One of the other things I learned as I studied the monarchies of various countries is that all of these monarchies evolved and those that survive were able to survive because they were flexible enough to adapt to the social and political changes of the times. Another interest I have in studying European royalty was the development and evolution of the specific titles and even the nation itself.
Right now I am reading a lot about the origins of the kingdom of France. The modern kingdom of France arose out of the old kingdom of the Franks which encompassed land that today includes modern France, Germany and the Low Countries of Belgium, the Netherlands and Luxembourg. At its pinnacle the Frankish empire included a good portion of eastern Europe and northern Italy under Charlemagne. Therefore what later became the Kingdom of France and the Holy Roman Empire had its roots in the kingdom of the Franks. Both France and Germany count the Carolingian kings/emperors within their respective histories.
Historians debate the time when the kingdom of France evolved from the Frankish kingdom. The Frankish Empire created by Charlemagne did not last long. His successor, Louis I the Pious, ruled until 840 and he divided his lands amongst his three sons. The treaty of Verdun in 843 gave the western half of the kingdom, “West Francia,” to Charles the Bald and from this political entity evolved the modern kingdom of France. Despite this division of the territory historians still cannot conclusively pinpoint the beginning of the kingdom of France. Some historians point to the election of Hugh Capét in 987 as the transformation from the kingdom of West Francia to the Kingdom of France. By the time Hugh was elected king the cultures of the Western Kingdom and Eastern Kingdom (Germany) were clearly separate. One of the issues which makes it difficult to specify a starting or an ending point in the origins of the kingdom of France is the title these monarchs carried. From the start of the Frankish kingdom under the Merovingian Dynasty through the Carolingian Dynasty and the early Capetian Dynasty is the fact that all of these monarchs held the title “Rex Francorum” or “King of the Franks.” It wasn’t until the reign of Philippe II Augustus when the style “Franciae Rex” or “King of France” was adopted in the late 12th century.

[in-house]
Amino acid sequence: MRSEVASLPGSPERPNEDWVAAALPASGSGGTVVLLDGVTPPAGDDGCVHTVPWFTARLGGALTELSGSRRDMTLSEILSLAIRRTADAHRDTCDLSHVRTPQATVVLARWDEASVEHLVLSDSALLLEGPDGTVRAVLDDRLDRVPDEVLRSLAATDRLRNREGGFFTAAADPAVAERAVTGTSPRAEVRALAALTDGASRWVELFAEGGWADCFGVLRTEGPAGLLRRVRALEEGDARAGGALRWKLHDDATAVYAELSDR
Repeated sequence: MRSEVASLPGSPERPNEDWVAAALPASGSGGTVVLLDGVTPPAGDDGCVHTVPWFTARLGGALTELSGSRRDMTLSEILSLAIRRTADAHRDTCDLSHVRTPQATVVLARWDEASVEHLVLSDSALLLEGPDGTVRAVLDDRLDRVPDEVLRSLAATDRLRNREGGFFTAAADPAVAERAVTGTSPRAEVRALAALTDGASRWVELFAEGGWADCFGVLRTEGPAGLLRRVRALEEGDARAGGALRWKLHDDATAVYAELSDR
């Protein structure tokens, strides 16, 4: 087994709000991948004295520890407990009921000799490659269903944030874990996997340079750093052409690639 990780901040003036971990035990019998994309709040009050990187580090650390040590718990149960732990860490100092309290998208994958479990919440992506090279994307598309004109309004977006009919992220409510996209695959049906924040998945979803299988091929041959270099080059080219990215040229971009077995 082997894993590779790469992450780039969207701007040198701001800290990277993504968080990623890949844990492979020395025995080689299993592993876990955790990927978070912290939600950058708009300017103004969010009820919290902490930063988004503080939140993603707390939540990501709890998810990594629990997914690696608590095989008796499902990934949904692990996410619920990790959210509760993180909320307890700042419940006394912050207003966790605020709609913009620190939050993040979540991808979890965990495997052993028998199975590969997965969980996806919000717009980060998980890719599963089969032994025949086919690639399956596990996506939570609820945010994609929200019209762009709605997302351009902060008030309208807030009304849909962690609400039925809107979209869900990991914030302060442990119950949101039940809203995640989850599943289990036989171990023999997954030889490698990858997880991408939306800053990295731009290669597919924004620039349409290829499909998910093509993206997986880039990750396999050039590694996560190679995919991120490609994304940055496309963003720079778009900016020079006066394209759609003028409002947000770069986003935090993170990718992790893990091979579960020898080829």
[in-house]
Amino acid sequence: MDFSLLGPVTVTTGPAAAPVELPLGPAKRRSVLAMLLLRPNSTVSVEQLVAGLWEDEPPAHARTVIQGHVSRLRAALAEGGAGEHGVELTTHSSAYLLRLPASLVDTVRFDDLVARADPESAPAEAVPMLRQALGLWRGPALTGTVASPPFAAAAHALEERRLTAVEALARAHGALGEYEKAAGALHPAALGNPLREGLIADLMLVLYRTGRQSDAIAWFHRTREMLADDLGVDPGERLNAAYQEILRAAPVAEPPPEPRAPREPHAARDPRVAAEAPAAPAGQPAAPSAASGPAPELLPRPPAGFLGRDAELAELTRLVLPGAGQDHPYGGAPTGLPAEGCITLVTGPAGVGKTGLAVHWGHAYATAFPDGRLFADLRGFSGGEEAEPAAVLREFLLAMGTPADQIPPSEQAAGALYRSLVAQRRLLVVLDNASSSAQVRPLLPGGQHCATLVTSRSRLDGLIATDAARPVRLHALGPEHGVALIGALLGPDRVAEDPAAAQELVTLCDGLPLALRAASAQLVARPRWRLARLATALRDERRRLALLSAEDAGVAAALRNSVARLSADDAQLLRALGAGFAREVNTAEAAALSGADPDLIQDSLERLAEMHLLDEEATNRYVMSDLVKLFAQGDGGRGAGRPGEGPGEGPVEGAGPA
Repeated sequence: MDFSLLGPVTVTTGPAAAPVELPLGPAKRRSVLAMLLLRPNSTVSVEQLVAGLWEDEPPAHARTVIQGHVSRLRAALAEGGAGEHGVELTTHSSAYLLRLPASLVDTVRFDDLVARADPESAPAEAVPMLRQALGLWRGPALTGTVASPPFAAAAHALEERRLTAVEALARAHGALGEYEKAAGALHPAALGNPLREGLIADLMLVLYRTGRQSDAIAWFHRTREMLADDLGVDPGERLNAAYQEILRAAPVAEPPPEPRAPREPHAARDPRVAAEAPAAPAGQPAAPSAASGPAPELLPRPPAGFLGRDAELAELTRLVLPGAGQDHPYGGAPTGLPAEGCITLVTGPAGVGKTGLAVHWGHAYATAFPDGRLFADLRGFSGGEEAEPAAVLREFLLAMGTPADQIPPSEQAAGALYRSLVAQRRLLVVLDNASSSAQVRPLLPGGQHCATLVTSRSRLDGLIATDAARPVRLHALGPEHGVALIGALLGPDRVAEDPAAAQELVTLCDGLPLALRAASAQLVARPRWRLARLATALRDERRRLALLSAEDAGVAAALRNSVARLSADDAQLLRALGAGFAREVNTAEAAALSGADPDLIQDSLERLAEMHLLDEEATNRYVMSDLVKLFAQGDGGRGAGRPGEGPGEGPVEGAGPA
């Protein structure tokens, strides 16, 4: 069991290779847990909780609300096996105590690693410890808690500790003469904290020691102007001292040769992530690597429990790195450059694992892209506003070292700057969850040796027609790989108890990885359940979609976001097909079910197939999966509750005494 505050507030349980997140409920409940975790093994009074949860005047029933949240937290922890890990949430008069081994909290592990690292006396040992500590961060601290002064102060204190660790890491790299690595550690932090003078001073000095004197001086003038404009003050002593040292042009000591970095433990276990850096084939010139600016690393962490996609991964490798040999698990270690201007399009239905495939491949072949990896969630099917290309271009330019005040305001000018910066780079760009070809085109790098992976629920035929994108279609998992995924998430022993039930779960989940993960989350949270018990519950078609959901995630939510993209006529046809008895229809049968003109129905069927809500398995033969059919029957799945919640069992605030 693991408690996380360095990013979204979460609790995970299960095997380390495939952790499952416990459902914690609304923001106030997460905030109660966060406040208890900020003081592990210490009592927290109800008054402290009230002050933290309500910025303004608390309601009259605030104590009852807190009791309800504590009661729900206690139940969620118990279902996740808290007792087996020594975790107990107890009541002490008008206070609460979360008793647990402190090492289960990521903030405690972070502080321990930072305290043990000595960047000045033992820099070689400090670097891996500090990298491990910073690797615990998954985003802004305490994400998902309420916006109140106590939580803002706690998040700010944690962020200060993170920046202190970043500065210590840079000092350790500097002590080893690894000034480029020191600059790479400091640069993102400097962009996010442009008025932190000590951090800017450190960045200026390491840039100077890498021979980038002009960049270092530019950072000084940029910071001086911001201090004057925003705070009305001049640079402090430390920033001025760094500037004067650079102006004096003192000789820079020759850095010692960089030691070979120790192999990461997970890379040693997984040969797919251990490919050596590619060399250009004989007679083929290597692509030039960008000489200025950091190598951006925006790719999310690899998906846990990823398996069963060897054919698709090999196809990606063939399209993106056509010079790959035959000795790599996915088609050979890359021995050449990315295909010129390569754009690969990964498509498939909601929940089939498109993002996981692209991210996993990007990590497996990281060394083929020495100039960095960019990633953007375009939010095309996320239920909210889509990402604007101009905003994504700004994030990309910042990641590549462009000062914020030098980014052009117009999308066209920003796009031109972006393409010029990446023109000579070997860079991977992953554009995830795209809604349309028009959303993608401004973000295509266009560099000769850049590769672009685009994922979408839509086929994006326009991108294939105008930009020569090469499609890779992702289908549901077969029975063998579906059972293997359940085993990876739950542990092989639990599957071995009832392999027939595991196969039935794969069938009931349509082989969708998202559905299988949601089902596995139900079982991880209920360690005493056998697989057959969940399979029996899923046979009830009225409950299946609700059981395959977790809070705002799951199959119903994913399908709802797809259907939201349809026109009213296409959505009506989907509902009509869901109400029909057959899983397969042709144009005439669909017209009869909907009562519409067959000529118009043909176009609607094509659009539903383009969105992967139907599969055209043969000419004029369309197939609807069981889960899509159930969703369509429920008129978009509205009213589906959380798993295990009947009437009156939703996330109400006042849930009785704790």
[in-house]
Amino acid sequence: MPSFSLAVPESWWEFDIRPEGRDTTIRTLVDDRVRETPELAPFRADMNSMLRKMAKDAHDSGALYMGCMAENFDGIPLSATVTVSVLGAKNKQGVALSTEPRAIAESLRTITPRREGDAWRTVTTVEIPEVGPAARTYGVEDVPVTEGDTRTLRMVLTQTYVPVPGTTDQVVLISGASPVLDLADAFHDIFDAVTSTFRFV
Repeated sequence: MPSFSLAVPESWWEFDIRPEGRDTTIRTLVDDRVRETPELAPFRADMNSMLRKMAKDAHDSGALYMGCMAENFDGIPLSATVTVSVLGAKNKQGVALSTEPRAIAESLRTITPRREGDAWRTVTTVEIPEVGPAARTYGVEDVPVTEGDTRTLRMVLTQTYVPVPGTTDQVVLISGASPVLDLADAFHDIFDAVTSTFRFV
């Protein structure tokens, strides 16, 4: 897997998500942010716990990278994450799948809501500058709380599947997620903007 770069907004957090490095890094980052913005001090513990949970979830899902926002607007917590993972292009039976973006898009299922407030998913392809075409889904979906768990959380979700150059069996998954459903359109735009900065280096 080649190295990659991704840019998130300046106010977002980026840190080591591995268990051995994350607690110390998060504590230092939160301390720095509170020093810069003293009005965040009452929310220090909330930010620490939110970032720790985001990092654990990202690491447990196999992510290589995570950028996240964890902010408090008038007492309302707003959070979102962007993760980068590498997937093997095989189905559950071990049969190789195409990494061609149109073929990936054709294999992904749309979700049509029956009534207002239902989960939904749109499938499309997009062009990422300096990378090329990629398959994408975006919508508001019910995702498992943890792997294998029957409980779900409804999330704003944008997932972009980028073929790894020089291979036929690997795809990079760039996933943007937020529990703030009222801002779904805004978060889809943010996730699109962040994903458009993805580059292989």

This process of evolution can be seen in every European monarchy.